Though Pablo Picasso and Georges Braque may have founded the Cubist school of painting, and Albert Gleizes and Jean Metzinger wrote the manifesto for the movement, it was Juan Gris who truly mastered the Cubist aesthetic and pushed it as far as it could go, creating beautifully intricate paintings in which logic and lyricism compete to compose symphonies of spatial manipulation. A fitting monument to this master’s genius, the book simply entitled Juan Gris was published in 1992 by Yale University Press to accompany a retrospective exhibition of the artist’s work at the Whitechapel Art Gallery in London. This substantial 9” x 11” tome contains 118 plates of Gris paintings and drawings from all stages of his career. Almost all are reproduced at a full page in size, and all are in full color unless the original work was in black and white. Around another 75 smaller black and white images illustrate the book’s roughly 200 pages of essays.

While this book succeeds as a beautiful coffee-table showcase of Gris’s work, it also contains a complete and thoroughly detailed scholarly monograph on the artist and his art. The text by Christopher Green, who curated the exhibition, is written by an art historian for art historians, with little attempt made to make it accessible to a lay audience. (I have an art degree, and I found it tough going.) This is not a biography but a critical study, and Green expects his readers to come readily armed with extensive prior knowledge of Gris’s life and career. (He does include a four-page biography of Gris as an appendix. I would suggest you read that first.) Some topics Green covers include the chicken-and-egg balance between visual analysis of form and intellectual synthesis in Gris’s painting process, the role of Platonic philosophy in his art, and the personal meanings behind particular objects or figures he chose to depict in his paintings. Green analyzes numerous writings by contemporary critics and friends of Gris, often reconciling conflicting statements in order to elucidate insight into Gris’s life and art. The prose can be tedious and repetitive at times, as it is written in the case-building style of academic argument. Though the text delves into more theoretical hair-splitting than this general reader was looking for, I did learn a lot about Gris’s artistic process and pictorial techniques.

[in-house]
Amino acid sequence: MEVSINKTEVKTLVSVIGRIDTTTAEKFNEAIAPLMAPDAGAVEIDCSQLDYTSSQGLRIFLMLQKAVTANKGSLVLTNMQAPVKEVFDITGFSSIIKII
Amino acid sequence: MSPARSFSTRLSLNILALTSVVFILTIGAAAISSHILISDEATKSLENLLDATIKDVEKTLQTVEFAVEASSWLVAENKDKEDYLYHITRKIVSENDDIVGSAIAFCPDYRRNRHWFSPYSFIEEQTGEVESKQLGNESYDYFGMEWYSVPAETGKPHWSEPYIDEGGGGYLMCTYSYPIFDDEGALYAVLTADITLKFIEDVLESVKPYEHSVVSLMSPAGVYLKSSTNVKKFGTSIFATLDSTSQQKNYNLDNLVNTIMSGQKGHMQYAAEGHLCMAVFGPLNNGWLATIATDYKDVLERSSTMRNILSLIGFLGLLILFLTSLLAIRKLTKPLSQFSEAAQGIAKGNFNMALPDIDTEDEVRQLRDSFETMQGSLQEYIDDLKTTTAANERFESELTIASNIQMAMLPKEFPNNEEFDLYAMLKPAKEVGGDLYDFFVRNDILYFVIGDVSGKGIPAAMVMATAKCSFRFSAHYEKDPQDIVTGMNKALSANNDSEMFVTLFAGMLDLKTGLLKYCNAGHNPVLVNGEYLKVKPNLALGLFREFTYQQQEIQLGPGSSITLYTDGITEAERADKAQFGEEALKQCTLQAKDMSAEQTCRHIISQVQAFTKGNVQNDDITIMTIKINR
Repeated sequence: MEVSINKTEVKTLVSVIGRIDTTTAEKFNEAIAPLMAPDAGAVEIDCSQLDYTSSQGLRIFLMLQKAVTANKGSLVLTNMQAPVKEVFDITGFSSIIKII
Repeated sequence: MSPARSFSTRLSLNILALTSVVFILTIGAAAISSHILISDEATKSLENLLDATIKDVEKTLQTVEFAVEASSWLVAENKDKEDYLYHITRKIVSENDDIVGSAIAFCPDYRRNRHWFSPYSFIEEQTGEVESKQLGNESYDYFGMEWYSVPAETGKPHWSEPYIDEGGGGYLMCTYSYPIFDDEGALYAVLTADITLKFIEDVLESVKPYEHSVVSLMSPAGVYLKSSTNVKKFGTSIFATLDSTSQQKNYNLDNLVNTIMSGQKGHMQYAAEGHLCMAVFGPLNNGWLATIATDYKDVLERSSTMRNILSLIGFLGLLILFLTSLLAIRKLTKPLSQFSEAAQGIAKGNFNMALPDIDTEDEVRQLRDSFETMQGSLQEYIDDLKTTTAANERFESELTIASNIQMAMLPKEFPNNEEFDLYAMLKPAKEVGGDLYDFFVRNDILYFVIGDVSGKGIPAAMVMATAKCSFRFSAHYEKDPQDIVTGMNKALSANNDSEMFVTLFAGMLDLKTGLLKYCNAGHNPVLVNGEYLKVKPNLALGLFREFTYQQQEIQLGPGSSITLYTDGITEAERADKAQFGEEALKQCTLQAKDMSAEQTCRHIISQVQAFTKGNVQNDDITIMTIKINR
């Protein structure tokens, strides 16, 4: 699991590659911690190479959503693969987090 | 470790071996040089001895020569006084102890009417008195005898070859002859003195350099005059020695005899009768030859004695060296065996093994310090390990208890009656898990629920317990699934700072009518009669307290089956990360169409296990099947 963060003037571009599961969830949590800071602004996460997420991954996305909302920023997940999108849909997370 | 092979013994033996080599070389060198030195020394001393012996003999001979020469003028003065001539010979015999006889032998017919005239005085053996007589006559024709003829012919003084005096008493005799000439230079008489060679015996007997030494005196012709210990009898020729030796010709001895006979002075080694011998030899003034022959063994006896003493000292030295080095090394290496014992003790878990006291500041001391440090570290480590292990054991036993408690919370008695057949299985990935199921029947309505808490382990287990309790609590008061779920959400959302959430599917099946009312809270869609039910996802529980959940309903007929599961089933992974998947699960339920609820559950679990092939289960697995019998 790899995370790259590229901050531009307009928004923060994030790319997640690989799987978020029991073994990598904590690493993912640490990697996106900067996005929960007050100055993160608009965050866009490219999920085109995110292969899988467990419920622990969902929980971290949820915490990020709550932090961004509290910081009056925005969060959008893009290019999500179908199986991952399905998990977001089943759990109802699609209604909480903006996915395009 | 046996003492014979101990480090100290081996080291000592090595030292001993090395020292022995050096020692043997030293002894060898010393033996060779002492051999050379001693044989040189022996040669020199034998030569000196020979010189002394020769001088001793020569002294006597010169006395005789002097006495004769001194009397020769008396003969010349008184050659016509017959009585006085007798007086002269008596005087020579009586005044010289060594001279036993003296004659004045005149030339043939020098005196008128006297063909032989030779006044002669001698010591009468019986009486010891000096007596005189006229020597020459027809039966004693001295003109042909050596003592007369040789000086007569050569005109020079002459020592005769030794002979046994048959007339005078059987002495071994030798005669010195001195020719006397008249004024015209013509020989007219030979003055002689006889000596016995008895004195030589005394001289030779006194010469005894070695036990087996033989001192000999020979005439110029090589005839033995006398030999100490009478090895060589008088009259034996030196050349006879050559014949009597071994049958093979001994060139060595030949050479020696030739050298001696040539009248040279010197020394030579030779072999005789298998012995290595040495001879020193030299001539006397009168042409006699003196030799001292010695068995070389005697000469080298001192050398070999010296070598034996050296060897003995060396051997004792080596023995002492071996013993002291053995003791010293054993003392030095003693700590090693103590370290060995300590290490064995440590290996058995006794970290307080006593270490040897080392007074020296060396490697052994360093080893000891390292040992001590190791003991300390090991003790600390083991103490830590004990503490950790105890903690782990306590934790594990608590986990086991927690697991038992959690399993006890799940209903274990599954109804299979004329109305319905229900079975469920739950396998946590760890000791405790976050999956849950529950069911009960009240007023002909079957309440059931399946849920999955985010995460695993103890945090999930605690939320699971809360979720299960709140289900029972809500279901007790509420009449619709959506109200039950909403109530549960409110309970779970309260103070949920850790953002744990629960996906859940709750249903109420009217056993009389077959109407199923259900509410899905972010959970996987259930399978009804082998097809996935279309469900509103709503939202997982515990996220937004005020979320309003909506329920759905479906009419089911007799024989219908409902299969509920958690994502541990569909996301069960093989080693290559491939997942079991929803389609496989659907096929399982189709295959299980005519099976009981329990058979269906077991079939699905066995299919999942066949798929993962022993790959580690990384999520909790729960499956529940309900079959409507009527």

In addition to Green’s contributions, the book contains two additional essays. Karin von Maur writes about “Music and Theatre in the Art of Juan Gris,” including his set and costume designs for various ballet productions. Christian Derouet provides an essay discussing a recently discovered correspondence between Gris and one of his art dealers, Léonce Rosenberg. Both contributions help broaden the reader’s understanding of Gris, in particular von Maur’s essay, as it brings to light Gris’s work in a medium for which he is little known.

Even though it was published a quarter century ago, when taking into consideration both the value of its authoritative text and the exceptional reproduction quality of its images, Green’s book is still likely the best book available on Gris. Its prohibitive price may put it beyond the reach of many readers’ private collections, but any respectable university library with a decent art department should have a well-loved copy on their shelves. Any artist or art lover with an appreciation for Cubism should seek it out.

Fruit Dish and Carafe, 1914, oil, papier collé, and charcoal on canvas, 92 x 65 cm

Still Life with Checkered Tablecloth, 1915, oil on canvas, 116 x 89 cm

Guitar and Fruit Dish, 1918, oil on canvas, 60 x 73 cm